Washington, DC – Rep. John Culberson (TX-07) issued the following statement on the House Resolution disapproving President Obama’s request a $1.2 trillion increase in the debt limit, the final increase included in S. 365, the Budget Control Act (BCA). Rep. Culberson previously voted to disapprove of the first request on September 14, 2011.
“I voted to disapprove of the President’s request to once again raise the debt on American taxpayers. In August, we avoided a downgrade of the U.S. credit rating while preserving our core principles in an agreement that provided an opportunity to get our fiscal house in order. However, the administration has not held up their end of the agreement to make drastic changes to reverse unrestrained spending and get our economy back on track.”
“The President’s request will bring our national debt to $16.394 trillion. This is an increase of $5.079 trillion in just three short years. President Obama has proposed three straight budgets with more than $1 trillion in deficit spending. No other U.S. President has ever proposed half that much. The spending must stop. We must restore the constitutional vision of a limited government and eliminate decades of bureaucratic roadblocks to job growth.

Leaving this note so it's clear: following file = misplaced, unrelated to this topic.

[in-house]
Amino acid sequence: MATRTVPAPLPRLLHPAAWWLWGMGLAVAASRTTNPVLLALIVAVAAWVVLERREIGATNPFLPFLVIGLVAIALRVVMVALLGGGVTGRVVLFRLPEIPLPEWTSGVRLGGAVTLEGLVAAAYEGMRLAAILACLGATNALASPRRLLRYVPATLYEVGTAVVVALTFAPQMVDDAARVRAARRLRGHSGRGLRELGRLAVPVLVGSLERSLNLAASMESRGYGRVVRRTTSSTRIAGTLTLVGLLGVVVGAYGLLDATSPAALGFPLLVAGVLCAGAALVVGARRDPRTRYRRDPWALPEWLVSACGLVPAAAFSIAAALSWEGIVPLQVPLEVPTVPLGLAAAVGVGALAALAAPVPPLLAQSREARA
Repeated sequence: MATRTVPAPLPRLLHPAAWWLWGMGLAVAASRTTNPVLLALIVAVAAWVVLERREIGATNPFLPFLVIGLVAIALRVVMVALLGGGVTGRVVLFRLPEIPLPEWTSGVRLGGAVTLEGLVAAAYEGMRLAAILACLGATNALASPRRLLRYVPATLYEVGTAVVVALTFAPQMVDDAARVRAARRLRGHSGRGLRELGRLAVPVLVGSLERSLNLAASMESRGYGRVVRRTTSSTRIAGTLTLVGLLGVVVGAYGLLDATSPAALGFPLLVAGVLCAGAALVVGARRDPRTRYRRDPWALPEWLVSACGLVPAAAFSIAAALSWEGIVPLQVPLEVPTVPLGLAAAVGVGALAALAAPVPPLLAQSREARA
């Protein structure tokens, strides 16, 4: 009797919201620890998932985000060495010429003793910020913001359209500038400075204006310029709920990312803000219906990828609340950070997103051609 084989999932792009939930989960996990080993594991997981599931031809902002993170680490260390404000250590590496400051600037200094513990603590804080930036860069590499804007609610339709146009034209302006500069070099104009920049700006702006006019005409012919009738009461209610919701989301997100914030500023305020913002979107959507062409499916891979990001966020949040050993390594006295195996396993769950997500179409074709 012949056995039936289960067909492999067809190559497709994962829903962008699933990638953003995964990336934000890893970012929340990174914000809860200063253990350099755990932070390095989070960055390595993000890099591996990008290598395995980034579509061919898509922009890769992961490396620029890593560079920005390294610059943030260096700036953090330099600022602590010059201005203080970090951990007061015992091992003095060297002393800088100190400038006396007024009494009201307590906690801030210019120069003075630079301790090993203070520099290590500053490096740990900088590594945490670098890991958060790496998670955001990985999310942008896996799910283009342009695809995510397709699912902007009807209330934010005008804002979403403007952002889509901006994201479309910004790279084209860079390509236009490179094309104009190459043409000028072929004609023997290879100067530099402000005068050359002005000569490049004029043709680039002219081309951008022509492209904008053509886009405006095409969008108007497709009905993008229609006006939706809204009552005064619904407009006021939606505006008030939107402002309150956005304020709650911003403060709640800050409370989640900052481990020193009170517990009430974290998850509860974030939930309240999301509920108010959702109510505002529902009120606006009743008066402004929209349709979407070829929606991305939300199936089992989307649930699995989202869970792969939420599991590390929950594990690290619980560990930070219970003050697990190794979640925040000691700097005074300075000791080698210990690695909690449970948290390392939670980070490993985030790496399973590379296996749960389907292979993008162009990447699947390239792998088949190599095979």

“Constitutional conservatives only control one-half of one-third of the government, and the federal government has been hardwired for decades to spend ever increasing amounts of our tax dollars, so we were facing very long odds in the fight to control spending. However, the American people and conservatives in Congress have had enough. I have co-authored the Balanced Budget Amendment every year since 2001, and I am an original cosponsor of the Cut, Cap and Balance Act. I am fiercely committed to balancing Washington’s checkbook.”
H.J.Res. 98 would resolve that the House of Representatives, and the Senate, disapprove of the President’s exercise of authority to increase the debt limit by $1.2 trillion (the second debt limit increase tranche provided by the Budget Control Act, Public Law 112-25), to a total of $16.394 trillion (it is currently $15.194 trillion).
This increase automatically happens unless this resolution is approved by the Senate and House and signed by the President (or the President’s veto is overridden). Congress has 15 calendar days after this request is made to vote to disapprove of the increase. The request was made on January 12, 2012.